WAUKESHA, Wis. — Scott Walker is back on the presidential campaign scene in Wisconsin, seven weeks after dropping his own Republican bid.
The Wisconsin governor, who hasn't endorsed a candidate for president, appeared alongside rival Republican hopefuls Jeb Bush and Marco Rubio at separate events Monday, a day ahead of the next GOP debate in Milwaukee.
The debate in his backyard gives Walker, who once hoped to be on the stage rather than watching from the audience, a chance to rehabilitate his political image after his short-lived candidacy. That could give him a shot at becoming the vice presidential pick of the eventual GOP presidential nominee.
"When God closes one door, another one opens," Walker wrote in a fundraising email to supporters Friday. "While I don't know exactly what the future holds, trust me, we will continue leading the fight for big, bold conservative change in Wisconsin and across America."
Walker has said he has no interest in serving as a future Cabinet member. But he has not ruled out seeking or accepting an invitation to be the nominee's running mate.
Former rivals Bush and Walker appeared together on Monday and had nothing but nice things to say about one another. Walker called Bush a "great leader" both for Florida and the country, while Bush said he admired Walker for fighting to expand the state's school voucher program.
As a politician with a national following who won three elections as governor in four years, Walker's backing will be highly sought-after, said Wisconsin state Assembly Speaker Robin Vos.
"Every candidate knows Walker has been a tenacious fighter in Wisconsin," said Vos, who is endorsing Rubio. "Any nominee would want Walker to go out and rally supporters."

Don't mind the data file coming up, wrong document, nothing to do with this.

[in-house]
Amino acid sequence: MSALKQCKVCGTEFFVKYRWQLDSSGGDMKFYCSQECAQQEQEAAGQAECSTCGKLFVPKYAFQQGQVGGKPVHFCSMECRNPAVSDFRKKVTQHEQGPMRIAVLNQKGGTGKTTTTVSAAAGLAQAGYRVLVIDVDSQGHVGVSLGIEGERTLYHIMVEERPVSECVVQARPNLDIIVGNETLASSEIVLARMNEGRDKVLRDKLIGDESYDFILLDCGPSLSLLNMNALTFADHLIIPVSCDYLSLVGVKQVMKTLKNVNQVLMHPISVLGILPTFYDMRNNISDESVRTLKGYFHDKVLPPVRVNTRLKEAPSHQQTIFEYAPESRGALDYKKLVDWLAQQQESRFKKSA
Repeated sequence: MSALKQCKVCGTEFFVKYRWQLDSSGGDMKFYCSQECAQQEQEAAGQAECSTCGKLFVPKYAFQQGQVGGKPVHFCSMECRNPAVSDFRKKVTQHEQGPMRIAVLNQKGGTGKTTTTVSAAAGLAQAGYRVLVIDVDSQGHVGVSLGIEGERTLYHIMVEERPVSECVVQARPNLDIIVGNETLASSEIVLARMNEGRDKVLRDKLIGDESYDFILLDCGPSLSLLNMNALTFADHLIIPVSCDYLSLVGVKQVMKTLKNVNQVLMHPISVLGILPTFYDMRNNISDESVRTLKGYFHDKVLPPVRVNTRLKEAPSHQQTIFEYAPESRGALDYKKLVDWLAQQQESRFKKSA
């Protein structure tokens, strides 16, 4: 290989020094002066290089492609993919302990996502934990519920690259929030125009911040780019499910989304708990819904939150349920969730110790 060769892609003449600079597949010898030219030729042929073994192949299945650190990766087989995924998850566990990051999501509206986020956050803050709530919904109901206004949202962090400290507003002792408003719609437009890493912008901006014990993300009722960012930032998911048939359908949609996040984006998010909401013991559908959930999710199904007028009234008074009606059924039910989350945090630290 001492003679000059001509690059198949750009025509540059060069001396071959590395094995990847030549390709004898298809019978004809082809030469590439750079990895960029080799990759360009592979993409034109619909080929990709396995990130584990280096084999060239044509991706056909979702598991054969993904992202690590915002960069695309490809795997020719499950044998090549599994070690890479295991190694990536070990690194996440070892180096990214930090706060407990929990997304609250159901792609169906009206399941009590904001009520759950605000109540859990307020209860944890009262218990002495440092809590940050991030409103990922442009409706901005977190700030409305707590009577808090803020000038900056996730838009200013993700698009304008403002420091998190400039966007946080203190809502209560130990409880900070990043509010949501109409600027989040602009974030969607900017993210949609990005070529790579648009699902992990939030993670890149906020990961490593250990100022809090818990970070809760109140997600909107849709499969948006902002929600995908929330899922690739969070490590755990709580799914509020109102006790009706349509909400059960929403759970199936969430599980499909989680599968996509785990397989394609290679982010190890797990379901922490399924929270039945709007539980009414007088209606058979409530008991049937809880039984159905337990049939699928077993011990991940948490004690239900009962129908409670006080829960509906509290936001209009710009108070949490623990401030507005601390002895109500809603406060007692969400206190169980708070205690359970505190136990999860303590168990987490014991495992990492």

Walker has been busy in the nearly two months since he dropped out of the presidential race. He once again angered public sector unions by getting behind a bill in the Legislature making it easier to hire and fire state workers, reworking Wisconsin's 110-year-old civil service system.
Walker last month signed into law a bill ending secret John Doe investigations into political misconduct. He was involved with two such investigations, including one that focused on his gubernatorial recall campaign in 2012 and coordination with conservative groups.
And Walker has also spoken out in favor of doing away with Wisconsin's unique, bipartisan elections board that's been described as a national model. A bill to do that could be in front of Walker for his signature later this month.
Walker's campaign stop Monday with Bush gave them a chance to talk about a shared political strength — advocacy for school choice programs. They appeared at the Hispanic charter school La Casa de Esperanza in Waukesha, a Republican stronghold outside of Milwaukee, not far from Walker's home.
Bush, while governor of Florida between 1999 and 2007, instituted a series of education changes that emphasized school choice, including charter and virtual schools, annual testing, grading of schools and performance-based bonuses for teachers.
Similarly, Walker has long been an advocate of school choice programs as a state lawmaker and as governor since 2011. Walker has expanded the private school voucher program statewide, raised the amount of the subsidy, eliminated enrollment caps and created new vouchers for students with disabilities.
After the appearance with Bush, Walker was to join Rubio at a fundraiser for Wisconsin Republican state lawmakers. Rubio has won the endorsement of 21 state lawmakers.
Rubio did not mention Walker, or any of his Republican presidential rivals, during a rally with supporters on Monday in Pewaukee.
This week's more public role for Walker in presidential politics comes as he's still trying to dig out from his own bid that lasted just 70 days. In last week's fundraising plea to supporters, Walker noted that his campaign was in debt. He's estimated to have about $1 million in outstanding bills.